Action Taken
Funded
educational
institutions
Positives
Schools open to all
regardless of sex or
class.
Aimed to help
catch up with
western
modernised
countries
Curriculum
Inspectors
More poor and
women in unis
Negatives
Radical an militant
thinkers increased/
revolutionary ideas
Economic Development
Tsar tried to modernise Russia by:
oEmancipation
oRailways
oBanks
He acheieved:
o13,000 line of railway
oBuilding blocks on the way to modernisation
But failed at:
oModernising Russia as it still lagged behind western Russia
oPeople not totally freed
oTime scale – too slow
Why did his reforms come to an end?
April 1866 – Assassination attempt
Personal life – Affair and death of son – retreated from political life
Criticisms – Slavophiles “gone too far” – westernises “not far enough”
More Conservative ministers appointed
Increased radical demands and revolutionary activity
Polish Revolt – He saw it as ingratitude and pointlessness to further reform
What was the extent of the reaction up to
1881?
Education
Increased censorship over universitys
Increased restrictions on entry requirements (prevent lower classes getting in)
Press
Used to attack critics of government
Sentencing
Harsher sentences in jail or exile
Separate political trials
Violence and opposition still grew
Alexander assassinated by the peoples will.
How significant was opposition to Tsarism
up to 1881?
Why did opposition grow from the 1960s?
Alexander II’s reforms raised expectations
Discontent amongst higher classes – Nobles, landlords
Better to reform from above, than have a reform from below
Failure to fulfil expectations of reforms
Right win opposition
Students studied abroad and returned with new ideas
Less censorship meant new ideas new ideas (and criticisms) spread quickly
Marxism
Populism – made the government aware of the strong feelings – loss of authority
and direction
Intellectuals like Herzen and Chernyshevsky (what is to be done?) were
influential
What type of radical opposition was there in
the 1860s and 1870s?
Populism
Students
Persuade peasants to revolt
“going to the people”- dressed
up
3000 went to the countryside
Win over with socialists ideas
But peasants were ignorant and
ignored them
Land and liberty emerged from
this – more radical and better
organised -violence
Black partition
Tried to persuade peasants to
revolt
Propaganda without having to
use violence
The peoples will
From land and liberty
Used direct violence –terrorism
Against gov. in attempt to spark revolution
Tsar had to be removed
Did not use real names – Okrana
 37 members + Mikhailov - leader
Before the assassination the group had
made 8 attempts to kill him.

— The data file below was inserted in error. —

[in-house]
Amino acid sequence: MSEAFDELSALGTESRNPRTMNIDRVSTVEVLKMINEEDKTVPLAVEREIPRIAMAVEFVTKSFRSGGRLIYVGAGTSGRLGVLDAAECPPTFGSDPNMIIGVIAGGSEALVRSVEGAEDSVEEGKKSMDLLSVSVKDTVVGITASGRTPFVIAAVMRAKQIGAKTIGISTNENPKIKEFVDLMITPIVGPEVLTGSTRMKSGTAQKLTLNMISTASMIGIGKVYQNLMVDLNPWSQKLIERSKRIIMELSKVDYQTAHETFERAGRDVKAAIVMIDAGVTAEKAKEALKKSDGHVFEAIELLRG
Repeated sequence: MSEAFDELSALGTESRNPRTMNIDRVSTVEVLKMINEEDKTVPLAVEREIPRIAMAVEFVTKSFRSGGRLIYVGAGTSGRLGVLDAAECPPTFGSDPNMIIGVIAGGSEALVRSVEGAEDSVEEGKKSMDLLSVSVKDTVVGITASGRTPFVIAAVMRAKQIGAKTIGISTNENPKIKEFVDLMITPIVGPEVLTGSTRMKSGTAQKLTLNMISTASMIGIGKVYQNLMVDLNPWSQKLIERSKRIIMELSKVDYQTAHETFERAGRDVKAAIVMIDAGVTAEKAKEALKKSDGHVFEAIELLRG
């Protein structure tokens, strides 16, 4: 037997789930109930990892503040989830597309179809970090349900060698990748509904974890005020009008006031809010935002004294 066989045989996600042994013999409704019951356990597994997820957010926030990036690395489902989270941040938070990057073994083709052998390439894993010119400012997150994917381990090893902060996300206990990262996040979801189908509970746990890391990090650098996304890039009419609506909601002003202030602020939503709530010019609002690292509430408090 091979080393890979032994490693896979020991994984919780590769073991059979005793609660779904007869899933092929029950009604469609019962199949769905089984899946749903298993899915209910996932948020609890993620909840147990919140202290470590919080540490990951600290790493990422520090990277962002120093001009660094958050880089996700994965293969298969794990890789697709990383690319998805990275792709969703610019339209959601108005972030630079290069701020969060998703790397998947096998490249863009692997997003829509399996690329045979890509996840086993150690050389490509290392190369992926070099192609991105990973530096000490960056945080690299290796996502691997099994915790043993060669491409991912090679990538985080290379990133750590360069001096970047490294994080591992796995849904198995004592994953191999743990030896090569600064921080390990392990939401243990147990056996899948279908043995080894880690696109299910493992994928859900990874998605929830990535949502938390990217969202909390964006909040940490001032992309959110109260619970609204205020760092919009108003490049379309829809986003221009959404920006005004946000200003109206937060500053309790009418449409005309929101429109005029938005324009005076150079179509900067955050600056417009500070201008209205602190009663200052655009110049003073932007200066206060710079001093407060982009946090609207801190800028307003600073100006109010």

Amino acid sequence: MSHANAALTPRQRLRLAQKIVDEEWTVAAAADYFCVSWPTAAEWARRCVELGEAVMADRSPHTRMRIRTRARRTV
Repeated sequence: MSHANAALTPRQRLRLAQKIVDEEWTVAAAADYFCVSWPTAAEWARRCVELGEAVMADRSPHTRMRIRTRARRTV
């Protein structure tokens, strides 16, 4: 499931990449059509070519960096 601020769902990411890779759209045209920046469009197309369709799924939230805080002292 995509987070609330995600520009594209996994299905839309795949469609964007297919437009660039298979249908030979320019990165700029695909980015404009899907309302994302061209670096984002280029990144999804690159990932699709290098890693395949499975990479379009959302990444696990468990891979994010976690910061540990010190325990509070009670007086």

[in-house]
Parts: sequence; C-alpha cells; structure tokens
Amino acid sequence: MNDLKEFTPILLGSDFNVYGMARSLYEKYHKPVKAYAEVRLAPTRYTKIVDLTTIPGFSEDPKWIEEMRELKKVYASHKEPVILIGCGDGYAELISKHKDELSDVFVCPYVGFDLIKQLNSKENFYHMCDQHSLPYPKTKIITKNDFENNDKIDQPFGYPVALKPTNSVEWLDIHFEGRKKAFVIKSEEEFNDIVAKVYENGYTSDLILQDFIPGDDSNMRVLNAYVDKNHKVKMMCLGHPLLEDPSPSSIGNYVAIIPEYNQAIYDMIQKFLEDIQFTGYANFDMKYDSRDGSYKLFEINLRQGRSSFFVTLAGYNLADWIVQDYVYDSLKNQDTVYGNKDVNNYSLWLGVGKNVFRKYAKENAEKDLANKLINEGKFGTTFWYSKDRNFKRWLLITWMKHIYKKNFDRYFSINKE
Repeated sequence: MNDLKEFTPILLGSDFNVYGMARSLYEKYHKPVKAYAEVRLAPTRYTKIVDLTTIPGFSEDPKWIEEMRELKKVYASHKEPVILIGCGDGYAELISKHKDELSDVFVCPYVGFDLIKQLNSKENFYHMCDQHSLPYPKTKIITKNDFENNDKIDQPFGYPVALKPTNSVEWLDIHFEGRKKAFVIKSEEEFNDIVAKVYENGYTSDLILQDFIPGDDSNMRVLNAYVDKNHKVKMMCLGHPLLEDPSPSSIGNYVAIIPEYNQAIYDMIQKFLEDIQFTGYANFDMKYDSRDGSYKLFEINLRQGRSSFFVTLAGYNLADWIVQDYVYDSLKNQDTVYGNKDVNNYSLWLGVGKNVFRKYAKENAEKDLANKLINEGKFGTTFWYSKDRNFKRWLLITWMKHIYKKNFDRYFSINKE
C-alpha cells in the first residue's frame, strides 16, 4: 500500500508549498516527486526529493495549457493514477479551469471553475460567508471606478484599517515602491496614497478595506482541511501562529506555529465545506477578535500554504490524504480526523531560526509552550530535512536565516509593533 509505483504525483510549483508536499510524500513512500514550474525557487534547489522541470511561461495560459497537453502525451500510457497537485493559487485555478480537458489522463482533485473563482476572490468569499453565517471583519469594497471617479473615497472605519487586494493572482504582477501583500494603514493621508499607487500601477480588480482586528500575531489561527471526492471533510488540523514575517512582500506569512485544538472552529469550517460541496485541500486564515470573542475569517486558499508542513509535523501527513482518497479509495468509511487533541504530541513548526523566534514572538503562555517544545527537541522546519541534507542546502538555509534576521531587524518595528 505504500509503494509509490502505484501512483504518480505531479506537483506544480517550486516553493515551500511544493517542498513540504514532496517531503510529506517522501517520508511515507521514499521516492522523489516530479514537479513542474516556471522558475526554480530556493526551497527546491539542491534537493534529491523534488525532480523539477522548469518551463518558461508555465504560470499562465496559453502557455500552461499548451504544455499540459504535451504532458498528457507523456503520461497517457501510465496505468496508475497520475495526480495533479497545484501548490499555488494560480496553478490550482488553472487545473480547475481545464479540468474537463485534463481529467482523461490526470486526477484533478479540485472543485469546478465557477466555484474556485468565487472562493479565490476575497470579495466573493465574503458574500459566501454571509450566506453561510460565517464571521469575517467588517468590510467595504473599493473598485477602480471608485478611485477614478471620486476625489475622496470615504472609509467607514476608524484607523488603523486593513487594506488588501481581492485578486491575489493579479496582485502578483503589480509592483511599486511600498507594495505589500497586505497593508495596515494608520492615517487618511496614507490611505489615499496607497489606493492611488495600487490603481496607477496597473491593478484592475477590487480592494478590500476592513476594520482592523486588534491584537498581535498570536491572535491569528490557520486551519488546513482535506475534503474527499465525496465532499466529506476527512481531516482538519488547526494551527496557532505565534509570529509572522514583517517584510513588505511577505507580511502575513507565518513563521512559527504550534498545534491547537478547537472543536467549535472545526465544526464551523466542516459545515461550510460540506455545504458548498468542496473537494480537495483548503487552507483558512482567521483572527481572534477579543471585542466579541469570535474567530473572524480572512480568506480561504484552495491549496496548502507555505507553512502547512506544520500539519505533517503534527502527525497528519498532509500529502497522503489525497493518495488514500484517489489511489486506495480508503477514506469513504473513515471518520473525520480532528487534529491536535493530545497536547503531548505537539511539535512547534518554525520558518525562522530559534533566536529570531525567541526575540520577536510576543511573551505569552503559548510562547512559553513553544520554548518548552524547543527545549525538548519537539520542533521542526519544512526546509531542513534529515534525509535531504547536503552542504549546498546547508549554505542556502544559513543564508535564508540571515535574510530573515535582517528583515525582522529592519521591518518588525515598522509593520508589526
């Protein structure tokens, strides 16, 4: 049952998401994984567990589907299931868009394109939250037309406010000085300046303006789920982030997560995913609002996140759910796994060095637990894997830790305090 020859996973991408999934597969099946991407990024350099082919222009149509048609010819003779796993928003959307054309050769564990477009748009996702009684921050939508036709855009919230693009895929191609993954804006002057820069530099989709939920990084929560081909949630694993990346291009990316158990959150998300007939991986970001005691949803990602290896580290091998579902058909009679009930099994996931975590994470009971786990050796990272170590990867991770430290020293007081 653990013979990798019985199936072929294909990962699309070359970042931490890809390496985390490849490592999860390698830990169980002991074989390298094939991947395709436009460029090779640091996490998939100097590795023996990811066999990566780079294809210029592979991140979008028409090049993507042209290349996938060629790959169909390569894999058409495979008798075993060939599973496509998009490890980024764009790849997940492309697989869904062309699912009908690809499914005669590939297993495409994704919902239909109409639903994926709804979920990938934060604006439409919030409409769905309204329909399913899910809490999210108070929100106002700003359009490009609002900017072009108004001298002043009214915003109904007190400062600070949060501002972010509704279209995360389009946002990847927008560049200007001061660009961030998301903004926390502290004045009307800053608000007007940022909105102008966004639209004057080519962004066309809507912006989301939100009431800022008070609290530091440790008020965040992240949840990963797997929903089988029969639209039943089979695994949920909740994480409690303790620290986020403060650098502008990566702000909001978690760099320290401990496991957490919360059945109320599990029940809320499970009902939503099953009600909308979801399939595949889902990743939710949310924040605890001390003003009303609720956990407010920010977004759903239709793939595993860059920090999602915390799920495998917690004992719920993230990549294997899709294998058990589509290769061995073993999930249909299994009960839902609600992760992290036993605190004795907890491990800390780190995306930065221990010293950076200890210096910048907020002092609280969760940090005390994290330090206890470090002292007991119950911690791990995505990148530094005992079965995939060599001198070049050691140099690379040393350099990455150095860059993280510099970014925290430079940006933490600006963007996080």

Attempts mostly failed – for example
blowing up the wrong train
Big threat to Tsardom
Resulted in political trials – 5 hanged, 2
executed, 1 life imprisonment, 1 reduced to
20 yrs
Two break off groups Younger peoples will +
the other; Terrorism Section (killed Alex III)
Why did terrorism fail to destroy Tsarism?
The terrorists failed to gain enough support
Terrorists offered no alternative form of government
Conservatives continued to support the Tsar rather than radicals
Alexander III 1881-1894
OVERVIEW
o Period of successful repression
o Crushed revolutionaries in the short term
o Economic change from Witte and the great spurt
o Utilised emergency powers
o Created the Okhrana
o Increased censorship
o Created land captains
o Increased government interference in laws
o Restricted the zemstva and education
o Period of Russification
o Supported industrialisation - 8% increase per anum
o Exploited agriculture as a form of income from exports
o Created stability for autocracy
o He predicted 1905 revolution from the growth of urban and rural unrest
Alexander III 1881-1894
KEY DATES
March 1881 – Alexander III becomes Tsar
1885 – Peasant land banks
1891-2 – Russia's worst famine of the 19th century
1892 – Witte takes over from Vyshnegradsky
1894 – Nicholas becomes Tsar
Vyshenegradsky and Witte
Vyshenegradsky
Finance minister 18871892
Trans Siberian rail and
tariffs
Stronger gov
interference
Increased tax (on
peasants) and pushed for
exportation of goods
Balanced budget deficit
1891-1892 famine
Witte
Finance minister – 1893
Highly influential – extensive industrialisation
Oversaw construction of railway
Economic growth
Foreign investments encouraged
Gold standard
Committed to industrialisation – driving force
Economic development only way to raise living
standards
If everyone prospered then no call for revolution
Identified key problems – insufficient capital,
lack of expertise, no manpower
Why did the government encourage
Economic Development
Economic strength =
military strength
Able to produce more
weapons to protect
Russia
Industrial growth
For higher wages
Employment
Cheaper goods
Would guard against
social unrest
Couldn't compete
with other European
countries who had
experienced industrial
revolution
Had resources but
couldn't use them
efficiently because of a
lack of industry
Emancipation
failed to stimulate
agricultural
development
Russia still backwards
Would create more
jobs for freed serfs
What policies were introduced?
Protective
Tariffs
Foreign
investment
1880 – 98
million roubles
1900 – 911
million roubles
Peasants land
bank
Peasant Poll
Tax abolished
Make Russian
currency
Stable
Expansion of
the Railway
System
1900 – 53,000
km
1840 – 27 km
of railway
Advice
Foreign experts
and workers
encouraged to
advise on
planning and
techniques
Taxes raised
What were the effects of the policies? Positives
Economy expansion
1900 – expanding at 8%
per annum
Russia 4th largest
economy
Exploitation of Russia's
raw materials
New industrial ideas
Growth in foreign
Trade
However exports mainly
agricultural
Transport – steamboats train
Classes
Urbanisation –
working classes